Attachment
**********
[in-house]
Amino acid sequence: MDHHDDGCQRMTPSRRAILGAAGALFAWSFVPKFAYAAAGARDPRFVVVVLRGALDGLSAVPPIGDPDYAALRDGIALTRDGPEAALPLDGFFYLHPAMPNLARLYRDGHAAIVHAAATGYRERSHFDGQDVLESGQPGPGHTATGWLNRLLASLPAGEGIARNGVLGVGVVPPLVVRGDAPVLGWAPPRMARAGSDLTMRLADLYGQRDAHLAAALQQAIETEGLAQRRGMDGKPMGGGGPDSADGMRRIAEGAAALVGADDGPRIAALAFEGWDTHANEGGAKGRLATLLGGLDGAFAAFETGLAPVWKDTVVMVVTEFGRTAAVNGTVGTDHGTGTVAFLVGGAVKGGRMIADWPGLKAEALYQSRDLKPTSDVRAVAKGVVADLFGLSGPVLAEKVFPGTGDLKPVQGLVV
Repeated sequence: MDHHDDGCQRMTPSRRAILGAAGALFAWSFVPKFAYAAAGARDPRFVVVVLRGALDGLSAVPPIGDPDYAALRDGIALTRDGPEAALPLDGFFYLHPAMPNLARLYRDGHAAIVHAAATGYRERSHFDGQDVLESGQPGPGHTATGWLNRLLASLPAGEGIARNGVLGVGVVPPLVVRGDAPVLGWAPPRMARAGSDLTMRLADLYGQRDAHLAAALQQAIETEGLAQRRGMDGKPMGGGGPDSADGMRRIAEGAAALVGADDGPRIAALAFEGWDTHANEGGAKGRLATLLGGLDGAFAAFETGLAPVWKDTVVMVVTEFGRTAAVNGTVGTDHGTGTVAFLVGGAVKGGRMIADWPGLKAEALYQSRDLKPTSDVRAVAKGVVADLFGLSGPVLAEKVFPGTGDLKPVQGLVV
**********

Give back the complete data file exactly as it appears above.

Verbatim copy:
[in-house]
Amino acid sequence: MDHHDDGCQRMTPSRRAILGAAGALFAWSFVPKFAYAAAGARDPRFVVVVLRGALDGLSAVPPIGDPDYAALRDGIALTRDGPEAALPLDGFFYLHPAMPNLARLYRDGHAAIVHAAATGYRERSHFDGQDVLESGQPGPGHTATGWLNRLLASLPAGEGIARNGVLGVGVVPPLVVRGDAPVLGWAPPRMARAGSDLTMRLADLYGQRDAHLAAALQQAIETEGLAQRRGMDGKPMGGGGPDSADGMRRIAEGAAALVGADDGPRIAALAFEGWDTHANEGGAKGRLATLLGGLDGAFAAFETGLAPVWKDTVVMVVTEFGRTAAVNGTVGTDHGTGTVAFLVGGAVKGGRMIADWPGLKAEALYQSRDLKPTSDVRAVAKGVVADLFGLSGPVLAEKVFPGTGDLKPVQGLVV
Repeated sequence: MDHHDDGCQRMTPSRRAILGAAGALFAWSFVPKFAYAAAGARDPRFVVVVLRGALDGLSAVPPIGDPDYAALRDGIALTRDGPEAALPLDGFFYLHPAMPNLARLYRDGHAAIVHAAATGYRERSHFDGQDVLESGQPGPGHTATGWLNRLLASLPAGEGIARNGVLGVGVVPPLVVRGDAPVLGWAPPRMARAGSDLTMRLADLYGQRDAHLAAALQQAIETEGLAQRRGMDGKPMGGGGPDSADGMRRIAEGAAALVGADDGPRIAALAFEGWDTHANEGGAKGRLATLLGGLDGAFAAFETGLAPVWKDTVVMVVTEFGRTAAVNGTVGTDHGTGTVAFLVGGAVKGGRMIADWPGLKAEALYQSRDLKPTSDVRAVAKGVVADLFGLSGPVLAEKVFPGTGDLKPVQGLVV